It's a rare and remarkable event when a government broadcasts ahead of time its intent to commit war crimes. Yet that's just what senior Israeli military officials recently did in the pages of The New York Times.
Today as the U.S. wages simultaneous land and drone wars in several countries, the lessons of the Vietnam War are under attack as never before.
The long-awaited fifth season of Game of Thrones begins on Sunday 12 April. Broadcast in 170 countries, the show shocks viewers and generates controversy with graphic violence, especially against women. Yet many aspects of real life around the world today are worse than the mythical Westeros.
AMMAN -- While any new Palestinian strategy must be focused on the ultimate goal of ending the occupation, it is important not to continue using the issue of the ICC as a bargaining chip. Past delays have been made in return for shameful short term gains.
President Obama deserves credit for his candor. He admits that we tortured people after 9/11, and that our actions violate our highest ideals as a nation. But apologies are hollow if they are not followed by attempts to make amends. "Sorry" is a lie if it is only a word. President Obama needs to prosecute.
Less attention has been paid to the émigrés who worked on behalf of peace and reconciliation in former Yugoslavia. These activists supported peace organizations in the region, helped to spread the word of human rights violations, and worked in large numbers for international organizations, including the International Criminal Tribunal for the former Yugoslavia at The Hague.
10 years after the adoption of the Resolution, the situation has not improved and continues to be quite catastrophic: grave crimes continue to happen in Darfur on a daily basis.
Mr. Obama, in ruling out prosecution for torture, may have thought he spared us bother, but actually he did us harm. By casting accountability into limbo, he makes possible government-sponsored torture in the future and prevents America from recovering the thing most precious: our good name.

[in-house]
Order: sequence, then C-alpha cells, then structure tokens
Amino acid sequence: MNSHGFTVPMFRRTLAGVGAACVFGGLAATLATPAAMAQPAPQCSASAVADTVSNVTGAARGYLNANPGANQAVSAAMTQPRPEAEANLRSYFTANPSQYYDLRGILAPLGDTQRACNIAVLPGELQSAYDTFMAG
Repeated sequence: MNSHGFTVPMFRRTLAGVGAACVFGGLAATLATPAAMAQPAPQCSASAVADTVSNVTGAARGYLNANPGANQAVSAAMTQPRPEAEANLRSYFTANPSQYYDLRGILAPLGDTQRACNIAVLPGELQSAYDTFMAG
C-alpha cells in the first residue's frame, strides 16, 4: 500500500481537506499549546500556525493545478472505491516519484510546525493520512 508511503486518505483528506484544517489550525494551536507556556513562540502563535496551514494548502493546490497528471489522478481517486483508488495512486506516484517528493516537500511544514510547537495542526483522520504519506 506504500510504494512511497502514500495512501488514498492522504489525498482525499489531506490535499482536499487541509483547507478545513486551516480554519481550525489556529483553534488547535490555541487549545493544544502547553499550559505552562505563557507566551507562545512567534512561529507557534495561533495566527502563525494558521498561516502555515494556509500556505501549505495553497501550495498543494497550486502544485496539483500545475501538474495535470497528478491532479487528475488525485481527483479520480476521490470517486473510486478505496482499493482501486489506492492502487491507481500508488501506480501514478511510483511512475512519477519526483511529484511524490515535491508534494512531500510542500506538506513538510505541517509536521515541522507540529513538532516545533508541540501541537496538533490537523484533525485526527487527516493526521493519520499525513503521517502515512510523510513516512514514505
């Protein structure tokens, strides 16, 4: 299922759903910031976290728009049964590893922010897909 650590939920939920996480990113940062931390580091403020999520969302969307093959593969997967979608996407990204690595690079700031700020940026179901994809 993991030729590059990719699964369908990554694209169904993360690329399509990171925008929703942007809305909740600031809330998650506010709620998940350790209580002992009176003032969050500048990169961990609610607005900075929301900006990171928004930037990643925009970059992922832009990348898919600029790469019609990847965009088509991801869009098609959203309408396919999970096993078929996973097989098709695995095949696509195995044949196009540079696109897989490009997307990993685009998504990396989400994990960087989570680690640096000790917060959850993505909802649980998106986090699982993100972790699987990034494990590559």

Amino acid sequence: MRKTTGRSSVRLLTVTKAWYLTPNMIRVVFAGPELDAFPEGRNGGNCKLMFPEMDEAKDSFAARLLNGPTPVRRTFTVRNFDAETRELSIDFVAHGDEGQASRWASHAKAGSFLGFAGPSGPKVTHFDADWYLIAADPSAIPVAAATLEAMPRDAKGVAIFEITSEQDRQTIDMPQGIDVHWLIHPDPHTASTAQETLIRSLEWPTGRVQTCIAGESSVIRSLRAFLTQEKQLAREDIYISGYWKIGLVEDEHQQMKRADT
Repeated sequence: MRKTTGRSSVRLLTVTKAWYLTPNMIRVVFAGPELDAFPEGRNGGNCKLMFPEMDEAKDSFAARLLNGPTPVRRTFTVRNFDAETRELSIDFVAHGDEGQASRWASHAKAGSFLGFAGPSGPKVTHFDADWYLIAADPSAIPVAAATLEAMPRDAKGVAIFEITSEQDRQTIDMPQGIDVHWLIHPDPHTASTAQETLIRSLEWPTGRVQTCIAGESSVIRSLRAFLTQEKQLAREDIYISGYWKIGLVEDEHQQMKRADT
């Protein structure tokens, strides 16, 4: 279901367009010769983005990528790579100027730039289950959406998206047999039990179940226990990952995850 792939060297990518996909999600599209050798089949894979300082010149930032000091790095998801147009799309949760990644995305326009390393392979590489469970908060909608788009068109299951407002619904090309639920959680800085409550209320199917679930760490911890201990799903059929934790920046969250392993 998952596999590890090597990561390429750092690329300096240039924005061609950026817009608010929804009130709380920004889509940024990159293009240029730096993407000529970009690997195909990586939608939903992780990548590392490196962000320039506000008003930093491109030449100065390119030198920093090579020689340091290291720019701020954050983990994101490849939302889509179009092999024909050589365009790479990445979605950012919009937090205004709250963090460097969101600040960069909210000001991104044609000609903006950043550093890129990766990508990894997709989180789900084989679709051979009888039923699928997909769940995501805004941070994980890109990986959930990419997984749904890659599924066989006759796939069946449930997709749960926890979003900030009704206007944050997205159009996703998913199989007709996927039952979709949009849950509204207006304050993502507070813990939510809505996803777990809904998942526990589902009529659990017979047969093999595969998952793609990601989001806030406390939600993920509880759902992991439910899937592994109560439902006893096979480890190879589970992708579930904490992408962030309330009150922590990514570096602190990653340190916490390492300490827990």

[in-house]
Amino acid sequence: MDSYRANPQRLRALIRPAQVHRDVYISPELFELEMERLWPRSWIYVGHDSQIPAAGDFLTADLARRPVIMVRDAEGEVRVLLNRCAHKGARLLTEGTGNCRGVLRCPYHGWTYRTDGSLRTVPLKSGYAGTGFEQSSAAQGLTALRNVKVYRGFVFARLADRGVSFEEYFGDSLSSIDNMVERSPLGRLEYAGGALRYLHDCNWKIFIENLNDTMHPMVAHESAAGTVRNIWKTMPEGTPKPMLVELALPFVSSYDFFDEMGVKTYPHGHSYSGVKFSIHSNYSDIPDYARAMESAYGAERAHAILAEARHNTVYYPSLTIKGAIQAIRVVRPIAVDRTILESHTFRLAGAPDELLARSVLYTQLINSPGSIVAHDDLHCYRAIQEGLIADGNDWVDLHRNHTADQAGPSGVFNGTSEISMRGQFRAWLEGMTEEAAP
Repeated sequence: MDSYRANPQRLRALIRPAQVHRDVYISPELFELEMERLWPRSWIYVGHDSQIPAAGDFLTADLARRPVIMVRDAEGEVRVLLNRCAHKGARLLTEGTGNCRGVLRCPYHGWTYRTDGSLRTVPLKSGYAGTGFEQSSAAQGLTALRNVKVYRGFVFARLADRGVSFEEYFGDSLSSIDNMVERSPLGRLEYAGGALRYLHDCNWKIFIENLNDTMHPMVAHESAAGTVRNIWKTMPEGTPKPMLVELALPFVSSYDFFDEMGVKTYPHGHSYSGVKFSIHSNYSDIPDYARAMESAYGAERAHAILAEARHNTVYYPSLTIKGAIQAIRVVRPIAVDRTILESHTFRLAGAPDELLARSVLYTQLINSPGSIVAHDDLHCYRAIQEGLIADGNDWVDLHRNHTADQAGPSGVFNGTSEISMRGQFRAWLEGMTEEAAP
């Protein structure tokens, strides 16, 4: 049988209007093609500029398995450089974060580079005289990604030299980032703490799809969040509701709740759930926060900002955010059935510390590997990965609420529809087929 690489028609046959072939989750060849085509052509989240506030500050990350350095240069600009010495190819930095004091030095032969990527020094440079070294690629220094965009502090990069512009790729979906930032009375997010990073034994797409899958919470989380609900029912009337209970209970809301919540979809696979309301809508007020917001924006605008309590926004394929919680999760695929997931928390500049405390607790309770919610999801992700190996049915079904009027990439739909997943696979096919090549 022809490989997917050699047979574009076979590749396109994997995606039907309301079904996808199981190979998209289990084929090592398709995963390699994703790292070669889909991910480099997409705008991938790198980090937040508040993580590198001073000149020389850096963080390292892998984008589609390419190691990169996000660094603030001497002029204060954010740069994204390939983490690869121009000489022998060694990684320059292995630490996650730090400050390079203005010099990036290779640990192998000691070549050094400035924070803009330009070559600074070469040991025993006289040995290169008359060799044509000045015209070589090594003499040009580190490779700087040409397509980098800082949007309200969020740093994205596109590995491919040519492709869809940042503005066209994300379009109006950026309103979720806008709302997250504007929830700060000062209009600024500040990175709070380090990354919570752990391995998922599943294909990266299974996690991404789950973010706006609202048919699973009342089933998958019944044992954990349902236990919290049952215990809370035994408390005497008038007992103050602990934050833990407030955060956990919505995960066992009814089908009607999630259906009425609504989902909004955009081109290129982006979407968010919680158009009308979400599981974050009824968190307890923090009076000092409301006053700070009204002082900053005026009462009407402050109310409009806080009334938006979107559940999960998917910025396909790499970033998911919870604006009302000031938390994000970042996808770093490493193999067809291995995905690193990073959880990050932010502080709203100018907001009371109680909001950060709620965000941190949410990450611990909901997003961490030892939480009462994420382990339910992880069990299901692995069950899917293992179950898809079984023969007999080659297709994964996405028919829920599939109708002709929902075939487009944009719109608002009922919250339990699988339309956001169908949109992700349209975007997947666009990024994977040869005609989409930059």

Soldiers, officers and police that fought against each other two decades earlier are now working together in UN and NATO operations to keep or deliver peace.
The torture of 119 people by the CIA is the tip of an iceberg of systematic war crimes that have become a defining characteristic of America's role in the world.
Colombia is in the midst of historic peace talks. Many difficult challenges have been addressed, but a number of thorny issues are still on the table. A key point left to be settled is that of criminal accountability for the most serious crimes committed during the country's 50-year internal armed conflict.
Ghulam Azam, a war criminal, died in a Bangladeshi prison on October 23 while serving a 90-year sentence.
If "Never Again" means that the world will mobilize to stop mass atrocities -- genocide, torture, ethnic cleansing, war crimes, and crimes against humanity -- then the integration of an exhibit at the U.S. Holocaust Memorial Museum showing ongoing crimes in Syria that rise to that level belies our commitment to such a slogan.
The ECCC, on balance, is a major success for international criminal justice. The longevity of the international human rights and rule of law movement depends on building on such successes, while understanding the challenges in their context.
War allows men (and sometimes women) who would otherwise live within the rules of civilized society to become animals. But for the most part, animals do not display the calculated and indiscriminate savagery of humans, who are not killing to obtain food.
In 2012, the Obama administration issued a US strategy toward sub-Saharan Africa with a stated objective to promote and protect "human rights, civil society and independent media" as an integral part in strengthening democratic institutions on the African continent.